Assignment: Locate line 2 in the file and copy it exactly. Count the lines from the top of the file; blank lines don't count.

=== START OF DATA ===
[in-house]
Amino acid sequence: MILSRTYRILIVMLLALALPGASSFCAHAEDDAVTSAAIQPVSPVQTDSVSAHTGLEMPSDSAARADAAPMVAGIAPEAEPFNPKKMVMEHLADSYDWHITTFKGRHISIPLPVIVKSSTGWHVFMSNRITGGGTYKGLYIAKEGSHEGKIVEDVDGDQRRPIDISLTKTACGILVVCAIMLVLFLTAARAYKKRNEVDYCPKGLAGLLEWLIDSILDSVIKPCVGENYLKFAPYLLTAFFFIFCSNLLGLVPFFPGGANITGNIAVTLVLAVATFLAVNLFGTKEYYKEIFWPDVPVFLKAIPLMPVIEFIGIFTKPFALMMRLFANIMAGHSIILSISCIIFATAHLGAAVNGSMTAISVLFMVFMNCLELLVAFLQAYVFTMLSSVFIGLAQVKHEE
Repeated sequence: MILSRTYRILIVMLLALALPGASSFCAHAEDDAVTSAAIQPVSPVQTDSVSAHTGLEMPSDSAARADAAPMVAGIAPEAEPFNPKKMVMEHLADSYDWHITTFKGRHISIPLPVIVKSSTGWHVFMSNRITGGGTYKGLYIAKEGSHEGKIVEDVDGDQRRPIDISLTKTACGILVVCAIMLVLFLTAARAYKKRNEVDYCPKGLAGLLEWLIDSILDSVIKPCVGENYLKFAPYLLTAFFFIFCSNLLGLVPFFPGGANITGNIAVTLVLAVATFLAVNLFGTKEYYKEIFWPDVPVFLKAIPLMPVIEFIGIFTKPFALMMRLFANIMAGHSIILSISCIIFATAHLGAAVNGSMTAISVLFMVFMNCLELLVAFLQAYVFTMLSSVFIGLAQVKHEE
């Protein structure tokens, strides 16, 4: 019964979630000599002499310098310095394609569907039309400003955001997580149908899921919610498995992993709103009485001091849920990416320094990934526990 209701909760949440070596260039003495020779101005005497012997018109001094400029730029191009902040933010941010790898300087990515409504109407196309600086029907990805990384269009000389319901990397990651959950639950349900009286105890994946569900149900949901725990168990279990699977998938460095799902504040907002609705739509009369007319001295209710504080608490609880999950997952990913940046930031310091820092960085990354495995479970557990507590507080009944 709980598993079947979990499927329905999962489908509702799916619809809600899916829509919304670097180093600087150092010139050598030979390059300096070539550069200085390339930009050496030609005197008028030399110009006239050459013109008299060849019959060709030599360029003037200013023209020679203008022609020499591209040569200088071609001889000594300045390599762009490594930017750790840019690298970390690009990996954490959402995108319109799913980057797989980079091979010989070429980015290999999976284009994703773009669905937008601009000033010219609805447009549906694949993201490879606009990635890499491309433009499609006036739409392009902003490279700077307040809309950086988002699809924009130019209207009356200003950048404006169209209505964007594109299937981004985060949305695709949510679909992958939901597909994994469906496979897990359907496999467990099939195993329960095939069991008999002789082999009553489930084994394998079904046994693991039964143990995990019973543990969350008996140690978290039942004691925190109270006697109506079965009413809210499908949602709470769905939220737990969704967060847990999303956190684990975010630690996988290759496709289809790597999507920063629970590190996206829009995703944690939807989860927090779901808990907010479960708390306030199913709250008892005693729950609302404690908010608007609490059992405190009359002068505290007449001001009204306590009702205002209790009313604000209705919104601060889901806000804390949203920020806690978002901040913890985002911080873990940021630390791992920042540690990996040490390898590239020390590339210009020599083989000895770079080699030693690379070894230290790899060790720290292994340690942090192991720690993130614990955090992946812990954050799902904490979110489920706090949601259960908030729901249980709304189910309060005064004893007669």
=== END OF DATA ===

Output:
Amino acid sequence: MILSRTYRILIVMLLALALPGASSFCAHAEDDAVTSAAIQPVSPVQTDSVSAHTGLEMPSDSAARADAAPMVAGIAPEAEPFNPKKMVMEHLADSYDWHITTFKGRHISIPLPVIVKSSTGWHVFMSNRITGGGTYKGLYIAKEGSHEGKIVEDVDGDQRRPIDISLTKTACGILVVCAIMLVLFLTAARAYKKRNEVDYCPKGLAGLLEWLIDSILDSVIKPCVGENYLKFAPYLLTAFFFIFCSNLLGLVPFFPGGANITGNIAVTLVLAVATFLAVNLFGTKEYYKEIFWPDVPVFLKAIPLMPVIEFIGIFTKPFALMMRLFANIMAGHSIILSISCIIFATAHLGAAVNGSMTAISVLFMVFMNCLELLVAFLQAYVFTMLSSVFIGLAQVKHEE